Skip to main content

Yemen victims of Saudi-led attacks suffer as casualties mount

Nearly 1,000 civilians have been killed in the Saudi-led airstrikes, Yemen's Ministry of Health says
An injured Yemeni man is rushed to a hospital after he was caught in crossfire between tribal fighters and Shiite Houthi fighters, on 26 April 2015 in Taez, southwest of the capital Sanaa (AFP)

SANAA - Al-Zubairi street in Sanaa is close to the hospital where Ahmed Futaini had taken his son for treatment. As Futaini, a slight man in his mid-40s, walked down the street, he held his son’s severed arm tightly. 

He was moving quickly, but he vowed that he would not let go and would not rest until he found a safe spot where he could bury the arm.

"Do you know a proper place where I can bury my son's arm?" Futaini asked people as they came, went and waited at the hospital burn centre, but many seemed oblivious to the request. 

Everyone was too busy dealing with their own relatives and trying to navigate amidst the carnage, but Futaini remained determined that he would find a spot for the severed limb that only a few hours ago had belonged to 14-year-old Saleh.

A few hours earlier, the pair had managed to make it to the hospital. In an attempt to save the arm, Futaini had wrapped it in a black plastic bag as his son screamed out in pain. By the time they managed to see a doctor though, it was too late. The surgeon would eventually have to amputate Saleh’s arm from above the elbow.

Stay informed with MEE's newsletters

Sign up to get the latest alerts, insights and analysis, starting with Turkey Unpacked


No medicine worked and as soon as the anesthesia began to wear off, Saleh’s agony returned. The father tried his best to hold back tears as he watched his son writhe in pain.

"It is the fate Allah has decided; we should be patient enough to be rewarded by God,” Futaini said.

But not all can find comfort in religion in these difficult times.

Saleh's uncle, who was sitting beside his bed, had little patience for such words.

"This is not Allah's fate but the politicians who tried to kill our son,” said the uncle. “What they have actually done is make him live with permanent disability."

Saleh was among dozens of others who were injured in al-Mazraq camp in the Hajjah province north of the capital on 30 March, when a missile struck, allegedly fired by the Saudi-led coalition.

The missile hit the refugee camp, killing 40 internally displaced Yemenis who had fled the Houthi stronghold of Saada and Amran due to the protracted conflict between the Houthis and former president Ali Abdullah Saleh that began more than five years ago.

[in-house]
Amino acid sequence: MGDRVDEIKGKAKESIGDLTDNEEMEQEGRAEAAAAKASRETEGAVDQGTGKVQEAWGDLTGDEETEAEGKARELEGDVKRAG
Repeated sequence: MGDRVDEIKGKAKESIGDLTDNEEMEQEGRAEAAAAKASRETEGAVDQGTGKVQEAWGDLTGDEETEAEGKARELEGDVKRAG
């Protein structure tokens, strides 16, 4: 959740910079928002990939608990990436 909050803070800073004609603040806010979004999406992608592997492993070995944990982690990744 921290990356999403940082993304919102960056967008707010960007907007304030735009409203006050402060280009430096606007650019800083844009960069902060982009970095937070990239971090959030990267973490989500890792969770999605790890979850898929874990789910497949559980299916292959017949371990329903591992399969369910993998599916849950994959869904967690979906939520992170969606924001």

Saleh stepped down in 2012 after months of protests against his rule, but he and his son Ahmed Ali are believed to be regrouping. Last year, they seemingly began backing the Houthis and have since joined forces to help oust President Abd Rabbuh Mansour Hadi.

The violence, however, has escalated this year as the Houthis moved to extend their control of the capital and began pushing further south, almost taking the southern city of Aden. Their rapid advancement prompted Saudi Arabia to form a coalition aimed at rolling back their gains.

The boy, Saleh, is one of more than 115 children who according to the UN have been caught up in the fighting.

He was not living at the camp, but he was collecting plastic for recycling nearby when the strike hit. Before the attack, his hands were a source of income for his family. For more than two years, Saleh was shouldering the financial burden by providing food and basic supplies, but it’s unlikely he will ever get back to work.   

“How will he manage with one hand now?” Futaini asked, breaking into tears.

Staring into the walls blankly, Futaini was angry, clueless and unsure where to address his grievances.

The Saudi-led coalition spokesperson Ahmed Aseri denied the strike targeted the camp and instead accused the Houthis.

With both sides denying responsibility for the attack, Futaini’s ultimate concern is trying to find some medical and financial assistance for his son.

"What I care about the most now is that my son will recover soon," Futaini told Middle East Eye.

"But I do not know what his mother's response will be when she sees her son’s arm amputated. I think she will faint with a shock.” Futaini said.

Saleh waited in the hospital for three days, but after the medicine given to him did not work, a surgeon decided to amputate his arm.

'I need them to treat my son'

Meanwhile, 20-year-old Ibrahim Othman looked frail laying down beside Saleh in the same room. He was among the victims of a missile attack that hit a neighbourhood in the Yareem district of the Ibb governorate a day after al-Mazraq camp was struck.

Ibrahim’s mother was crying over her son's serious injuries.

"I have no one but Ibrahim who used to work, eking out the food for us," his mother Kolthoom said.

She said she had heard about the explosion in Yareem while she was in the al-Sada district some 10 miles away. She feared for her son’s life - he had been in Yareem, where he works as a carpenter, for the past three days.

Kolthoom immediately set forth to Yareem to see if her son was safe. "I realised that something went wrong as his mobile was off," she added.